Our laboratory will interrogate and/or block function in biological systems with functionalized polymers based on
recent developments from our laboratory that provide insights into how to control binding and activation of
receptors, and into control of ruthenium-catalyzed metathesis copolymerizations. First, cholera is still a life-
threatening illness with an annual incidence of ~2.9 million cases and ~95,000 deaths annually in endemic
countries. Many outbreaks of cholera would be staunched by a therapeutic that reduced cell binding and thus
spreading of V. cholerae, the etiologic agent. Our laboratory and collaborators demonstrated that cholera toxin
B pentamer (CTB) and a norbornyl polymer randomly displaying galactose and fucose self-assemble into cross-
linked CTBn–glycopolymer networks. Larger aggregates result in better inhibition of cholera intoxication.
Synthesis of different fucose/galactose polymer systems, analysis of the dependence of aggregation capture
and kinetics on polymer structure, in combination with toxicity testing will be undertaken to develop simple, oral
therapeutics for cholera disease. Second, about 12% of American males between the ages of 15-44 are infertile
or subfertile, and failure of sperm to undergo acrosomal exocytosis (AE) is responsible for a significant fraction.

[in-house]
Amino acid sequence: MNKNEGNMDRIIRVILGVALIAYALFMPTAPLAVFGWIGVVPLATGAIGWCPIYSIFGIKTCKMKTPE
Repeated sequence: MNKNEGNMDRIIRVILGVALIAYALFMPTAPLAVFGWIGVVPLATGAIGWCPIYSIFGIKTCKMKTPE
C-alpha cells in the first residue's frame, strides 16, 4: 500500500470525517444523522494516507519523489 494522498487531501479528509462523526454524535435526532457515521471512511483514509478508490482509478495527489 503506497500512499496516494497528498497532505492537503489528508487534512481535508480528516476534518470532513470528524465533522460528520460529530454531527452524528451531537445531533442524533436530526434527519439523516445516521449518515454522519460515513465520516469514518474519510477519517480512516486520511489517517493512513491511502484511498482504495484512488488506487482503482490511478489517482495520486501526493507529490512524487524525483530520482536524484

Better molecular diagnostics are required to diagnose subfertility. We demonstrated that human and mouse
sperm acrosomal exocytosis (AE) are activated with glycopolymers, although highly cooperative inhibition of AE
is observed at higher concentrations of the dose-response curve. Polymers with different backbones, sugar
densities, and sugars will be utilized to reduce cooperativity in the inhibition arm and to analyze which are best
for activation of human AE. The most effective probes will be used to identify the human AE sperm receptor.
Third, copolymers with well-controlled microstructure display superior morphology and enhanced properties,
such as spatial organization, folding and self-assembly. We demonstrated that precisely alternating AB
copolymers can be prepared from bicyclo[4.2.0]oct-6-ene-7-carboxamides (A) and large unstrained
cycloalkenes (B) with Grubbs III catalyst through alternating ring-opening metathesis polymerization. The A
monomer substituent and the microsequence of the polymer define surface behavior and solution structure
morphologies. Mechanistic structure-activity studies with A monomer varying C7 substituents (ketone, ester,
methenyl) will be undertaken to understand the source of alternating selectivity with an expanded B monomer
repertoire. These SAR studies will allow further exploitation of AROMP for gradient copolymer synthesis to tune
material properties and functions in one-pot polymerization reactions. The underlying chemical synthetic
methodologies proposed for these three discrete projects are highly related through polymer synthesis. We
anticipate synergy and support between project researchers will provide further opportunities for innovation that
cross between projects.